Cooking in a Bedsitter


There is still no sign of the book. I go for a walk; it is not there. I visit our favourite cafe: not there either. I put on my best clothes, as Keats used to do, hoping it will smell my aftershave. It does not work. I am on my own this time, with no one to talk to.

Perhaps, I think, if used a certain notebook, or fountain pen, it would come back to me. I decide on this excellent course of action, then proceed to waste the next three hours deciding exactly which notebook and fountain pen to use.

Eggs, I think, didn’t Hemingway love eggs? Or was it Raymond Carver? I go to the kitchen and set about making the eggs. ‘Fixing the food,’ Carver used to call it. I smile to myself, pleased to have dredged this titbit from nowhere. With no one even to witness it.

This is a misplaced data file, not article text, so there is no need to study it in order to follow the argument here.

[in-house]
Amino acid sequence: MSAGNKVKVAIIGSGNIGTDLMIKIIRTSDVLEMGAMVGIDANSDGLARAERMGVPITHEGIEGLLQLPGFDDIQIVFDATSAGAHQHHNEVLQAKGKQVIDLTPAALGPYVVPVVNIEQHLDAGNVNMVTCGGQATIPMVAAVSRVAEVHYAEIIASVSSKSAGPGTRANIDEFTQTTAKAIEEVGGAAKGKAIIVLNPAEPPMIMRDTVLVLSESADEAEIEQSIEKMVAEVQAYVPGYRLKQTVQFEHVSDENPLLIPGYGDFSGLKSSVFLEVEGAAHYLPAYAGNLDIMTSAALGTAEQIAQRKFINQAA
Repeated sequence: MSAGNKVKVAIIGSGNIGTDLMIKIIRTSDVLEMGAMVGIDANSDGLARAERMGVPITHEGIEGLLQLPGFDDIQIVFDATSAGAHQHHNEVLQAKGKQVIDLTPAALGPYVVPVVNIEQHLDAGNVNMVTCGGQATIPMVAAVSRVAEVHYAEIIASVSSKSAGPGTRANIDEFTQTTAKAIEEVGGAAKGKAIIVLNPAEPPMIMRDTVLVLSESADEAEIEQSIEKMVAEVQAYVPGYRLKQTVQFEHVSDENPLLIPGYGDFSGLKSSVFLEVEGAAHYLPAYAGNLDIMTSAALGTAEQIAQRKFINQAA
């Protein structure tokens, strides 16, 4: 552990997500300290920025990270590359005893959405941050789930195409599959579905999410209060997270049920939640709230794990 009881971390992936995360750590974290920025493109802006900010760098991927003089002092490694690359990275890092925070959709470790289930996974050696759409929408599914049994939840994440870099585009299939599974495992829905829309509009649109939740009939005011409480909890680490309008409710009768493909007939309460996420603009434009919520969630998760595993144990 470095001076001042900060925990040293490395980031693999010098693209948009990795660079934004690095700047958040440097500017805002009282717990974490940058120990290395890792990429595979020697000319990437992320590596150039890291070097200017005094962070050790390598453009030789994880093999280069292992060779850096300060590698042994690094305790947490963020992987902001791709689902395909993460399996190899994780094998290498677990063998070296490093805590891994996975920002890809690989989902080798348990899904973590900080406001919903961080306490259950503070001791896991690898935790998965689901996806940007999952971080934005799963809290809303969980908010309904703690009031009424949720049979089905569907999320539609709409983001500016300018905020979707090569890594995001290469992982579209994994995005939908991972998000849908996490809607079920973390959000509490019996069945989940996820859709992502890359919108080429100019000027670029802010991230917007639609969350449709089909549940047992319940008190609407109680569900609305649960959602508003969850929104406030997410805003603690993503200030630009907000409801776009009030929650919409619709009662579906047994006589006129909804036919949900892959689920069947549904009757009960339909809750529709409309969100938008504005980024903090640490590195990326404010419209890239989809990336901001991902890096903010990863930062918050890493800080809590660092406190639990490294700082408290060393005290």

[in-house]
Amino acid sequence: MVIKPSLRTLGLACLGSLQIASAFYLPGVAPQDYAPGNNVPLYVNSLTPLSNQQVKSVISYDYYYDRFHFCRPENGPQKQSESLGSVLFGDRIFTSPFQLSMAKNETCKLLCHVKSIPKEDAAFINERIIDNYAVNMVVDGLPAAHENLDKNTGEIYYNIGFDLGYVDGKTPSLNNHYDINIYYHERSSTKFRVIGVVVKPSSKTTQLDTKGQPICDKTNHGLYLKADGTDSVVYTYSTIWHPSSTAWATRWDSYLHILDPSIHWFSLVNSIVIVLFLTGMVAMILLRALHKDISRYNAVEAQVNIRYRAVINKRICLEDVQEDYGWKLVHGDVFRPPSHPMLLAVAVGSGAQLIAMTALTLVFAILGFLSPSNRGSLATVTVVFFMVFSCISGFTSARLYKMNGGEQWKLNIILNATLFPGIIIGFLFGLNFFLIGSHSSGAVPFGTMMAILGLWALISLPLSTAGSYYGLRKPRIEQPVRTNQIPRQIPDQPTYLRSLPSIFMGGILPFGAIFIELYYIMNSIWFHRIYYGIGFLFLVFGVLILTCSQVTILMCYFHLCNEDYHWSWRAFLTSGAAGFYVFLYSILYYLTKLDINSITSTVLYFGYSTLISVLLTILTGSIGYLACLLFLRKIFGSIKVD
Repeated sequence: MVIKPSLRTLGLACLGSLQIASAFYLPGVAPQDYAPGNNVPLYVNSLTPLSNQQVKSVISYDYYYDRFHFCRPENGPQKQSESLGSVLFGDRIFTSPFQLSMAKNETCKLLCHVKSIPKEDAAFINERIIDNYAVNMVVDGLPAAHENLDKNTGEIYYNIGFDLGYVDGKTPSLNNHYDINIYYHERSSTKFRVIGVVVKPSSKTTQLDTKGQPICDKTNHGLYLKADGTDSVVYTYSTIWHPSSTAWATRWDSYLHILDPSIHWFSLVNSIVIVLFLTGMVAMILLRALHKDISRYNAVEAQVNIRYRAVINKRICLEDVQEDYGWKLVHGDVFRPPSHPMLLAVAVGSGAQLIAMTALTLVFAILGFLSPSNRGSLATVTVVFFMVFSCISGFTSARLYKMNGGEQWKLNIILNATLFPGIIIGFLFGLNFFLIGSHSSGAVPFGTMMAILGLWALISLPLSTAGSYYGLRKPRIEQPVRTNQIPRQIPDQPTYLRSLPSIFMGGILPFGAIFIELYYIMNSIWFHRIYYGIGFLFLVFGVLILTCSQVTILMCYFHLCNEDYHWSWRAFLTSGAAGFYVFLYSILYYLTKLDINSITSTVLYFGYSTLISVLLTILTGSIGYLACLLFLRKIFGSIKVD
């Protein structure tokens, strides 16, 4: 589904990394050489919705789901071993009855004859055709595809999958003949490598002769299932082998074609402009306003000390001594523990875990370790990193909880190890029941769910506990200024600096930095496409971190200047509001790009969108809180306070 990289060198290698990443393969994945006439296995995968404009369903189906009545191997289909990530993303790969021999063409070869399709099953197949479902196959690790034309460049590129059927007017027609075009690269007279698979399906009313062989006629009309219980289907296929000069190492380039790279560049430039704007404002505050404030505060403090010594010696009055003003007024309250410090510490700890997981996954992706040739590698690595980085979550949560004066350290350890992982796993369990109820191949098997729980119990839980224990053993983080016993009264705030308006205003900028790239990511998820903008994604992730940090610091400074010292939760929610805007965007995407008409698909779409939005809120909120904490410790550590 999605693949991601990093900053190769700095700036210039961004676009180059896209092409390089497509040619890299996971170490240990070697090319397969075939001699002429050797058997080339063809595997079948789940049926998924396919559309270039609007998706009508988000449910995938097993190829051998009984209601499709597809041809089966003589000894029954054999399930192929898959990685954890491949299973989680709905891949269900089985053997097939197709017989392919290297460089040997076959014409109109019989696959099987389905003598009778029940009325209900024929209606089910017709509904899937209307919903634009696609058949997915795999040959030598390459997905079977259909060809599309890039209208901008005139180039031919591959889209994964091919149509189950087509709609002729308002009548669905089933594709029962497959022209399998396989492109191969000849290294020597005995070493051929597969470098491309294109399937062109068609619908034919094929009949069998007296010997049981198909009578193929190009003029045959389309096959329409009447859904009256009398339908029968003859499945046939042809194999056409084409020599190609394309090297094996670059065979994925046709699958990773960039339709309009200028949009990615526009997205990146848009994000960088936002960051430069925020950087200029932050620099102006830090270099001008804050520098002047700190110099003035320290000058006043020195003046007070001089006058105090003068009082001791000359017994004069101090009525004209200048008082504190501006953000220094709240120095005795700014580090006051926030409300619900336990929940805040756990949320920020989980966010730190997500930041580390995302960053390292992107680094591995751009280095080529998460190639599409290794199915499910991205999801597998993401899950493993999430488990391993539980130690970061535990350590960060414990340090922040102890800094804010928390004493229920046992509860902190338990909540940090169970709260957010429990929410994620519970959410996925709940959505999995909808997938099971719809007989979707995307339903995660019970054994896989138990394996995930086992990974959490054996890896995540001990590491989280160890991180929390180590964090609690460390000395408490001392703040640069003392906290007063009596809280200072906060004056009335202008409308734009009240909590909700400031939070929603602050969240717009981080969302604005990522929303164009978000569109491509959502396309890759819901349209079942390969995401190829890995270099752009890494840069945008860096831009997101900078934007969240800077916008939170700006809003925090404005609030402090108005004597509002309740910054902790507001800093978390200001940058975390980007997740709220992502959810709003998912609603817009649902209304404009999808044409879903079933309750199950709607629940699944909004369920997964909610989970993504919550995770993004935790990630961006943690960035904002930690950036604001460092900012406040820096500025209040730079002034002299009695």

The eggs slide down perfectly, as eggs do. Since no one is coming home, I leave the washing up in a big pile in the sink, like when I was a student. I think back to those days, how I wasted them, with nothing to do but read, make eggs, and put things in notebooks. Where are those friends now, I think. I know where one of them is. I should call him, or send him a note. Do people still do that? Now I am warm, and happy, how far off those times seem, my records melting in front of the gas fire that Squirrel left on one afternoon. It’s lucky they didn’t catch fire. There but for the grace, I hear myself say. Teaching myself to cook, one recipe at a time, from Cooking in a Bedsitter. Didn’t someone make it into a play, take it to Edinburgh? I wish I had thought of that, I think. Why do I never think of these things? At least we had records then. ‘An obscene amount of twelve inches,’ a friend once said to me, unaware of her joke. I don’t play them now. I could, but I don’t. A while ago I met a man who told me he had sold the lot on eBay. Best thing he ever did, he said. You can be encumbered by possessions, he said. Going back up the stairs, I notice there is egg on my favourite suit.


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